If too much B sparks side effects, why does FullWell contain so much B-12?

Ok, so you now understand why quality and form matter, but I’ve only scratched the surface on quantity concerning pregnancy.

B vitamins are water-soluble and rely on optimal digestive functioning to be absorbed well. Research shows that only about 10 mcg of a 500 mcg oral Vitamin B12 supplement is actually absorbed in non-pregnant, healthy people. This is one of the reasons why FullWell Prenatal's B-12 levels exceed the percent daily value for the average, non-pregnant person. (It's worth noting that some studies show that vitamin B-12 intake in pregnancy should be at least triple the current RDA.)

More than half of all women have suboptimal levels of vitamin B-6 at delivery. So, while the balance of forms is essential, it is incredibly challenging to overdo it on B vitamins while pregnant. 

Where does vitamin B come from?

When it comes to your diet, B vitamins are most abundantly found in animal foods. Animal-based products provide vital nutrients that cannot be found anywhere else, so I am a proponent of incorporating them into my clients’ diets and lifestyles when I work with them one-on-one.

Animal products full of B vitamins

  1. Salmon
  2. Liver (and other organs)
  3. Milk
  4. Eggs
  5. Beef
  6. Oysters
  7. Clams
  8. Mussels
  9. Chicken
  10. Turkey
  11. Yogurt
  12. Pork
  13. Trout

A side note on food safety

Remember that food safety during pregnancy is imperative to protect the health of both mom and baby and manage pesky food-related symptoms. 

Quick, easy ways to make sure your animal products are safe for pregnancy:

  • Fish | the nutrient benefits of fish likely exceed heavy metal and contaminant concerns, but you can assuage your fears by choosing brands like Safe Catch, which only work with fishermen who catch from managed and sustainable stocks
  • Shellfish | avoid eating raw and instead opt for cooked or smoked varieties
  • Meat & poultry | defrost meat in the refrigerator overnight (as opposed to on the counter at room temperature), and only store in the fridge for 2-3 days

What if I choose not to consume animal products?

Vegans or vegetarians should be vigilant about vitamin B intake, making informed, wise supplementation choices. However, avoiding animal products doesn’t mean you can’t make a valiant effort to consume B’s through your diet.

Vegan and vegetarian mamas will need to focus on eating

    1. Dark leafy greens | spinach, collard greens, turnip greens, romaine
    2. Legumes | black, kidney, garbanzo, and pinto beans, lentils, greens, peas, edamame, roasted soy nuts
    3. Sunflower seeds and sunflower seed butter
    4. Supplements | vegan women must supplement with extra B vitamins, particularly vitamin B12, both in and outside of pregnancy 

How vital are B Vitamins?

B vitamins are essential for maintaining physical strength during pregnancy and supporting the baby’s development and growth. Getting enough B12 helps:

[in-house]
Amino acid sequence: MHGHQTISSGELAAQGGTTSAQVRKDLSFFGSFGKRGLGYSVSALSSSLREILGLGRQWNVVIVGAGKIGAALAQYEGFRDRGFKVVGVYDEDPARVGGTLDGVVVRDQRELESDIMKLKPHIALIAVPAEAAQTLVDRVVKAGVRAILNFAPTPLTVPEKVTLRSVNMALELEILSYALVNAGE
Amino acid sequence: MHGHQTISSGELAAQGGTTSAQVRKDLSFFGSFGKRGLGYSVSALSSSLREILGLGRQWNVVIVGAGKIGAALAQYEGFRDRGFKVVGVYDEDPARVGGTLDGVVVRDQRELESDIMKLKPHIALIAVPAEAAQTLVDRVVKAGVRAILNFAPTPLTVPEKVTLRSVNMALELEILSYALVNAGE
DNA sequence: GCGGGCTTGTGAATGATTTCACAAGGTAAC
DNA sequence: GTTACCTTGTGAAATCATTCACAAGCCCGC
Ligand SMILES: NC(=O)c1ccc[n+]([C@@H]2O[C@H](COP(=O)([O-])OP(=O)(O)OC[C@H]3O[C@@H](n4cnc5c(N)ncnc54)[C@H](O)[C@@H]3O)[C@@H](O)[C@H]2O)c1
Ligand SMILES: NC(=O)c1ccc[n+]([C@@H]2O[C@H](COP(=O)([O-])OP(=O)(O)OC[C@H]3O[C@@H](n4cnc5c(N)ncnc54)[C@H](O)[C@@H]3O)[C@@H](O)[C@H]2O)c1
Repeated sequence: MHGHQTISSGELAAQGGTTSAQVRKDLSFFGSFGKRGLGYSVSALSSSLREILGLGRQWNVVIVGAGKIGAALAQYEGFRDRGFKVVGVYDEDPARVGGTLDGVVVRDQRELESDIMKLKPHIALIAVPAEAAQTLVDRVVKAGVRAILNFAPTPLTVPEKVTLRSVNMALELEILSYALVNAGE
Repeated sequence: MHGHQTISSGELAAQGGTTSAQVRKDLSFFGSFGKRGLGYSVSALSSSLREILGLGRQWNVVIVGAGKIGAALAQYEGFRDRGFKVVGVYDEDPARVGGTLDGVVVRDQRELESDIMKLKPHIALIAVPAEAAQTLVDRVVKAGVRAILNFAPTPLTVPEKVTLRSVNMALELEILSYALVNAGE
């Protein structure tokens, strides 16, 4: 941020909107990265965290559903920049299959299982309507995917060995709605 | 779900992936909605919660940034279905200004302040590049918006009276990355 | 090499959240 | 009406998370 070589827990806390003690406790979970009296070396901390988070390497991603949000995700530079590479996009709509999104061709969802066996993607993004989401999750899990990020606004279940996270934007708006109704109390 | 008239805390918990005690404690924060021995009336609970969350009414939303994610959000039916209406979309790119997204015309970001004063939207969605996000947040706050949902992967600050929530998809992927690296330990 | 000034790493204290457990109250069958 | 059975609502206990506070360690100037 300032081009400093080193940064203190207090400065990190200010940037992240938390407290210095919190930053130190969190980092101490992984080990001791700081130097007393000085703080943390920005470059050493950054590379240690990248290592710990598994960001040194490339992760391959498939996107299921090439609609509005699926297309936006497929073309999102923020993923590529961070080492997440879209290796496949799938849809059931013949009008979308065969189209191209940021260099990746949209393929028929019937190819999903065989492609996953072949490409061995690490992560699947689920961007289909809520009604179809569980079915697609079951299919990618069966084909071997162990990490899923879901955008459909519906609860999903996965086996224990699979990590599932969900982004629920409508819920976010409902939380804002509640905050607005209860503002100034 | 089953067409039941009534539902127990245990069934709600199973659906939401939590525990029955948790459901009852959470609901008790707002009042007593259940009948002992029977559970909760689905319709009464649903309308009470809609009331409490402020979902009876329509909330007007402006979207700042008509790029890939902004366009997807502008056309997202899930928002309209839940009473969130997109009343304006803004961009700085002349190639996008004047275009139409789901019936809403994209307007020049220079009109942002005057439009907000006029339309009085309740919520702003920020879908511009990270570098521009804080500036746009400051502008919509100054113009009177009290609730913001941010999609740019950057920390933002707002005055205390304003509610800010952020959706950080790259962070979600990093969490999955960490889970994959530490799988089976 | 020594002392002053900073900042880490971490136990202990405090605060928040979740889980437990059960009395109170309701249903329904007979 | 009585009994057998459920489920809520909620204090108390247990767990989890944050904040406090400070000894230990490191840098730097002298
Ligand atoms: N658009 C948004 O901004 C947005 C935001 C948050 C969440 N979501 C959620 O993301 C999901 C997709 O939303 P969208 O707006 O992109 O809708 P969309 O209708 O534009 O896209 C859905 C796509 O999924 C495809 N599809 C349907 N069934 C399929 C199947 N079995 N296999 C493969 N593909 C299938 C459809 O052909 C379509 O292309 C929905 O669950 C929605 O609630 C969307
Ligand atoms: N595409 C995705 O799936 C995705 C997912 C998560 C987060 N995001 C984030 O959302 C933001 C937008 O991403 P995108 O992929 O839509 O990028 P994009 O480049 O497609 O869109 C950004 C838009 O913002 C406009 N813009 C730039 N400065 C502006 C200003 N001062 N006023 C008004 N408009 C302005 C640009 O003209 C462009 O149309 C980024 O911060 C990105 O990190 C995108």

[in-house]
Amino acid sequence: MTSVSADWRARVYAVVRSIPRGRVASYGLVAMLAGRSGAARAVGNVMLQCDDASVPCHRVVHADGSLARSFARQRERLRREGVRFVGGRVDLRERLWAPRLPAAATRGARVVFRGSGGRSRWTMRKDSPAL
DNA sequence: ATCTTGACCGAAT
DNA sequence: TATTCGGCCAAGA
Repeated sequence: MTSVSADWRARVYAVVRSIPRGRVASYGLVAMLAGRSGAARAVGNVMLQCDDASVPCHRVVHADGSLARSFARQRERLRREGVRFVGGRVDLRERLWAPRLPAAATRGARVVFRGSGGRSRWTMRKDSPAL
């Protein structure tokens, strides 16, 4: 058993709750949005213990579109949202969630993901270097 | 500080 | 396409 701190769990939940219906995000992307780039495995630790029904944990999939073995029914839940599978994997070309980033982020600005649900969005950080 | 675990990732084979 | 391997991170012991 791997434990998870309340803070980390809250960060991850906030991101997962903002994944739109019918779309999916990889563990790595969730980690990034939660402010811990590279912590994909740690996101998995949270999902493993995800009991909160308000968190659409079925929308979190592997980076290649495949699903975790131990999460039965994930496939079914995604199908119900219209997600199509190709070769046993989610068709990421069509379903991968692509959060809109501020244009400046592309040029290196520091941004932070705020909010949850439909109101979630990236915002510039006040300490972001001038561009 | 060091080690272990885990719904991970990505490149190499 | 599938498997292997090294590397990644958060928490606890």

• Assists in metabolizing carbohydrates, proteins, and fats, and this improves your mood and energy levels
  • Plays a significant role in your baby’s brain development and neural tube formation
  • Supports healthy blood pressure levels
  • Supports carrying your baby to term

Breastfeeding mothers also benefit from enough vitamin B12 since it can be transferred through breast milk to breastfed babies. This is essential and needed for baby’s overall growth and development.

A final thought

Lastly, I’d like to address concerns on recent research that has linked high vitamin B-12 intake to autism in children. This is a question that I’ve been asked a lot, and for a good reason. The main thing to know is that in these studies, the form of vitamin B-12 was cyanocobalamin. After reading this blog post, you now know why the form of the nutrient matters so significantly! We do not use cyanocobalamin (which requires enzyme-facilitated conversion in the body) in FullWell Prenatal. It is also worth noting that these studies show a correlation but are far from definitive. Many factors and variables we do not yet know or understand likely lead to autism. The very best you can do is keep your body well nourished with optimal forms and doses of nutrients.

Are you taking your whole serving of FullWell Prenatal(First Trimester mamas, you get a pass, do your best!) 

*The information on this website is provided for educational purposes only and should not be treated as medical advice. FullWell makes no guarantees regarding the information provided or how products may work for any individual. If you suffer from a health condition, you should consult your health care practitioner for medical advice before introducing any new products into your health care regimen. For more information, please read out terms and conditions.

REFERENCES

  1. "MTHFR gene methylenetetrahydrofolate reductase." U.S. National Library of Medicine. Web. 12 Mar. 2021. https://medlineplus.gov/genetics/gene/mthfr/.
  2. Arnarson, Atli BSc, PhD. "Folic Acid vs. Folate — What’s the Difference?" Healthline. 19 Aug. 2019. Web. 12 Mar. 2021. https://medlineplus.gov/genetics/gene/mthfr/.
  3. "Folate (Folic Acid)." The Mayo Clinic. Web. 12 Mar. 2021. https://www.mayoclinic.org/drugs-supplements-folate/art-20364625.
  4. “Six Possible Side Effects Of Vitamin B Overdose.” Medicover Hospitals. Web. 12 Mar. 2021. https://www.medicoverhospitals.in/vitamin-b-overdose/.
  5. McCulloch, Marsha, MS, RD. "15 Healthy Foods High in B Vitamins." Healthline. 11 Oct. 2018. Web. 12 Mar. 2021. https://www.healthline.com/nutrition/vitamin-b-foods.